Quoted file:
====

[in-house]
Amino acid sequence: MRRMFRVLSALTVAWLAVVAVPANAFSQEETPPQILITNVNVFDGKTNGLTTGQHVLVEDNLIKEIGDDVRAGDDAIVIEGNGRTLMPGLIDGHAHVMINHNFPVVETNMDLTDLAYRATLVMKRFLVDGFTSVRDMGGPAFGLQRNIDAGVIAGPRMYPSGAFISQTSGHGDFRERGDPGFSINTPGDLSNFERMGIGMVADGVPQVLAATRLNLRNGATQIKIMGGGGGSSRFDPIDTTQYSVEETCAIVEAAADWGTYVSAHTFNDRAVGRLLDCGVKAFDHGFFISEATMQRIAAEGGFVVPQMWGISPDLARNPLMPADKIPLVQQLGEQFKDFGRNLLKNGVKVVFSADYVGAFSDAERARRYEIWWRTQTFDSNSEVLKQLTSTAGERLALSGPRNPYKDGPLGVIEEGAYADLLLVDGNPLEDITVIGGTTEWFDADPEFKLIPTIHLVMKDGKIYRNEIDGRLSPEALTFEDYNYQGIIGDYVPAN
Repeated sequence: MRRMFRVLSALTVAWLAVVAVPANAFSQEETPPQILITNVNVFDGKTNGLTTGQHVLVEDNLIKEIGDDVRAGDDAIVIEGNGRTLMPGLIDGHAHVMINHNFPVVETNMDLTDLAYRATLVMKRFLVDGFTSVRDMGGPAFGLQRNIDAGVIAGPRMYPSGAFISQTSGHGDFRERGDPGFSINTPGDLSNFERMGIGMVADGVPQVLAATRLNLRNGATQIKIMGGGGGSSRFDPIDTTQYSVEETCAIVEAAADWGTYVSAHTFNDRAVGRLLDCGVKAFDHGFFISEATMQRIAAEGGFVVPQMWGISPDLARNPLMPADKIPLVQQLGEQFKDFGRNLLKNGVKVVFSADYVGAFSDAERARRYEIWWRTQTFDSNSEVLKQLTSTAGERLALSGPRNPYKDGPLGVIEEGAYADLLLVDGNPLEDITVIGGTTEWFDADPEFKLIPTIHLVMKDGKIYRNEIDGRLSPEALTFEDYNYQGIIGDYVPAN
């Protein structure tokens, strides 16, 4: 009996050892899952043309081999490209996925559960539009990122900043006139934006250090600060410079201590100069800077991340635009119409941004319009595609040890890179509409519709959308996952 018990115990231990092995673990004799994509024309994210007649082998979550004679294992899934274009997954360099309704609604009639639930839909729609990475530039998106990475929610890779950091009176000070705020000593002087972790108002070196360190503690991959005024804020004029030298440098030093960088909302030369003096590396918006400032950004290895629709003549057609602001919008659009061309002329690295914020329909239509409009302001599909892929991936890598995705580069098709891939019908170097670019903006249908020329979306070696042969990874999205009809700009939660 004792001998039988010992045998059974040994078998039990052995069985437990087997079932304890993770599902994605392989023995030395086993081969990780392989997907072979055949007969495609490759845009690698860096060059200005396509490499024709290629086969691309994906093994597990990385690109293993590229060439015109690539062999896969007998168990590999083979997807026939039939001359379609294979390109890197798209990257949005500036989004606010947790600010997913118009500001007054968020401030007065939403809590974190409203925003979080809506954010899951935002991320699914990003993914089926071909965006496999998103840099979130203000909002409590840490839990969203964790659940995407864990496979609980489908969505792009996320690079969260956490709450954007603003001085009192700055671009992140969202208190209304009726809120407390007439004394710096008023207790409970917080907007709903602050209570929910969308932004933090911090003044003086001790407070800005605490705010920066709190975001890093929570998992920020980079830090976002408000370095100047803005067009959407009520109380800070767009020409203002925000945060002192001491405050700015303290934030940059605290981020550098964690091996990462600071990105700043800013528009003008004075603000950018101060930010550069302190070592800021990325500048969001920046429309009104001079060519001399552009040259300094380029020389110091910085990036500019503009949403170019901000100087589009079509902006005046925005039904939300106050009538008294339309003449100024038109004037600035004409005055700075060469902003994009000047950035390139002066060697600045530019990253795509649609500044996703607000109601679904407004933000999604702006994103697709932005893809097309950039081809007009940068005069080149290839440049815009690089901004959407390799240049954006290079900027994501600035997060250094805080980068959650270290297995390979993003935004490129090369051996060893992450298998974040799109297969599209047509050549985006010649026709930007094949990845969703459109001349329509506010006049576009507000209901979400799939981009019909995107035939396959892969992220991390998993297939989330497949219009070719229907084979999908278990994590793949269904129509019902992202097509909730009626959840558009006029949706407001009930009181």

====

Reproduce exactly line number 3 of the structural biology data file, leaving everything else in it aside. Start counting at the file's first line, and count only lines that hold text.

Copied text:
Repeated sequence: MRRMFRVLSALTVAWLAVVAVPANAFSQEETPPQILITNVNVFDGKTNGLTTGQHVLVEDNLIKEIGDDVRAGDDAIVIEGNGRTLMPGLIDGHAHVMINHNFPVVETNMDLTDLAYRATLVMKRFLVDGFTSVRDMGGPAFGLQRNIDAGVIAGPRMYPSGAFISQTSGHGDFRERGDPGFSINTPGDLSNFERMGIGMVADGVPQVLAATRLNLRNGATQIKIMGGGGGSSRFDPIDTTQYSVEETCAIVEAAADWGTYVSAHTFNDRAVGRLLDCGVKAFDHGFFISEATMQRIAAEGGFVVPQMWGISPDLARNPLMPADKIPLVQQLGEQFKDFGRNLLKNGVKVVFSADYVGAFSDAERARRYEIWWRTQTFDSNSEVLKQLTSTAGERLALSGPRNPYKDGPLGVIEEGAYADLLLVDGNPLEDITVIGGTTEWFDADPEFKLIPTIHLVMKDGKIYRNEIDGRLSPEALTFEDYNYQGIIGDYVPAN